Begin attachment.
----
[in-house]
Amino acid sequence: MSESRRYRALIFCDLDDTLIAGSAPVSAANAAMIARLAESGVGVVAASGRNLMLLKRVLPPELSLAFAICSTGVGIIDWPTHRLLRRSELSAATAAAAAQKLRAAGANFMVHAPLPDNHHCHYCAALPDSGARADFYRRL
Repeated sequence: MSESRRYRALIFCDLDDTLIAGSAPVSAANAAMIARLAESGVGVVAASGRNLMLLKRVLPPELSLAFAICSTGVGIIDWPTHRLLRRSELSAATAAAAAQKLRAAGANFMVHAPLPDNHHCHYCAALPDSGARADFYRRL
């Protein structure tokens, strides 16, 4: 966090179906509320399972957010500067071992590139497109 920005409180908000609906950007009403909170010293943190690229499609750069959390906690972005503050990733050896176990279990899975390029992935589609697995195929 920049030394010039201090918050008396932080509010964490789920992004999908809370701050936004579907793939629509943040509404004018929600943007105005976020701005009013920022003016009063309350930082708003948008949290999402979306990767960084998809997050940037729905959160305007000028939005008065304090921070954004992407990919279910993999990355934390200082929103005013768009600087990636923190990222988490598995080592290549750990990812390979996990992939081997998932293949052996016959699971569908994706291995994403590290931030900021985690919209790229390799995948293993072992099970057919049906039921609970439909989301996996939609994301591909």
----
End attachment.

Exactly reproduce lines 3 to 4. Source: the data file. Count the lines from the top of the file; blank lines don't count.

Repeated sequence: MSESRRYRALIFCDLDDTLIAGSAPVSAANAAMIARLAESGVGVVAASGRNLMLLKRVLPPELSLAFAICSTGVGIIDWPTHRLLRRSELSAATAAAAAQKLRAAGANFMVHAPLPDNHHCHYCAALPDSGARADFYRRL
């Protein structure tokens, strides 16, 4: 966090179906509320399972957010500067071992590139497109 920005409180908000609906950007009403909170010293943190690229499609750069959390906690972005503050990733050896176990279990899975390029992935589609697995195929 920049030394010039201090918050008396932080509010964490789920992004999908809370701050936004579907793939629509943040509404004018929600943007105005976020701005009013920022003016009063309350930082708003948008949290999402979306990767960084998809997050940037729905959160305007000028939005008065304090921070954004992407990919279910993999990355934390200082929103005013768009600087990636923190990222988490598995080592290549750990990812390979996990992939081997998932293949052996016959699971569908994706291995994403590290931030900021985690919209790229390799995948293993072992099970057919049906039921609970439909989301996996939609994301591909």